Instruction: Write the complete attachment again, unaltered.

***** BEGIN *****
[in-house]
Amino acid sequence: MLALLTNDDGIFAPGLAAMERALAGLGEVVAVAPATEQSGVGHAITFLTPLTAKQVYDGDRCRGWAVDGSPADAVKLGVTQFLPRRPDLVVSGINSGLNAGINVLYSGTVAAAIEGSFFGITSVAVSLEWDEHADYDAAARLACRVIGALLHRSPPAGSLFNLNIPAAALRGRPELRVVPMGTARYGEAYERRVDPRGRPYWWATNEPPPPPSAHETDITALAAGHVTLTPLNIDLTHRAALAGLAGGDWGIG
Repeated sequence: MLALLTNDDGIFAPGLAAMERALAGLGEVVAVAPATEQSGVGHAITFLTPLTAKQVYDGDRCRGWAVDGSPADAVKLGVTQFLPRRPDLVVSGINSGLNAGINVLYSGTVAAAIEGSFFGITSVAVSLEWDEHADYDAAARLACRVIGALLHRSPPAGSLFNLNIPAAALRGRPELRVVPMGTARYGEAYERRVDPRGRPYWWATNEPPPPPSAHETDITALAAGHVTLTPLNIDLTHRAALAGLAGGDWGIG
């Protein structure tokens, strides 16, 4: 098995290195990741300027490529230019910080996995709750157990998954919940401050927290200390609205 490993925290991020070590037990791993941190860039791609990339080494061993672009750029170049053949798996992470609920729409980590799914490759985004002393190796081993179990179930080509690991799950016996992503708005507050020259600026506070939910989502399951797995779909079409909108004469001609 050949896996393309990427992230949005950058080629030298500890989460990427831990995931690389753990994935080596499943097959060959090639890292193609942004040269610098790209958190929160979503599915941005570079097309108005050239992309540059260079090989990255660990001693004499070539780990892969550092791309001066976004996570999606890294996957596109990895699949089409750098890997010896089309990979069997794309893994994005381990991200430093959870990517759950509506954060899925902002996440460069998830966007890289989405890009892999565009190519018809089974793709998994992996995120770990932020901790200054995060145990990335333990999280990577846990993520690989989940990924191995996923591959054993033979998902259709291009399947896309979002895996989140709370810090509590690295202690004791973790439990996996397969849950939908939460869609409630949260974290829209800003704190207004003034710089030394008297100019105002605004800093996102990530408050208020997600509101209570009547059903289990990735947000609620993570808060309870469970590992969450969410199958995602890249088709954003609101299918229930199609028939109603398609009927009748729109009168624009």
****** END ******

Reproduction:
[in-house]
Amino acid sequence: MLALLTNDDGIFAPGLAAMERALAGLGEVVAVAPATEQSGVGHAITFLTPLTAKQVYDGDRCRGWAVDGSPADAVKLGVTQFLPRRPDLVVSGINSGLNAGINVLYSGTVAAAIEGSFFGITSVAVSLEWDEHADYDAAARLACRVIGALLHRSPPAGSLFNLNIPAAALRGRPELRVVPMGTARYGEAYERRVDPRGRPYWWATNEPPPPPSAHETDITALAAGHVTLTPLNIDLTHRAALAGLAGGDWGIG
Repeated sequence: MLALLTNDDGIFAPGLAAMERALAGLGEVVAVAPATEQSGVGHAITFLTPLTAKQVYDGDRCRGWAVDGSPADAVKLGVTQFLPRRPDLVVSGINSGLNAGINVLYSGTVAAAIEGSFFGITSVAVSLEWDEHADYDAAARLACRVIGALLHRSPPAGSLFNLNIPAAALRGRPELRVVPMGTARYGEAYERRVDPRGRPYWWATNEPPPPPSAHETDITALAAGHVTLTPLNIDLTHRAALAGLAGGDWGIG
């Protein structure tokens, strides 16, 4: 098995290195990741300027490529230019910080996995709750157990998954919940401050927290200390609205 490993925290991020070590037990791993941190860039791609990339080494061993672009750029170049053949798996992470609920729409980590799914490759985004002393190796081993179990179930080509690991799950016996992503708005507050020259600026506070939910989502399951797995779909079409909108004469001609 050949896996393309990427992230949005950058080629030298500890989460990427831990995931690389753990994935080596499943097959060959090639890292193609942004040269610098790209958190929160979503599915941005570079097309108005050239992309540059260079090989990255660990001693004499070539780990892969550092791309001066976004996570999606890294996957596109990895699949089409750098890997010896089309990979069997794309893994994005381990991200430093959870990517759950509506954060899925902002996440460069998830966007890289989405890009892999565009190519018809089974793709998994992996995120770990932020901790200054995060145990990335333990999280990577846990993520690989989940990924191995996923591959054993033979998902259709291009399947896309979002895996989140709370810090509590690295202690004791973790439990996996397969849950939908939460869609409630949260974290829209800003704190207004003034710089030394008297100019105002605004800093996102990530408050208020997600509101209570009547059903289990990735947000609620993570808060309870469970590992969450969410199958995602890249088709954003609101299918229930199609028939109603398609009927009748729109009168624009």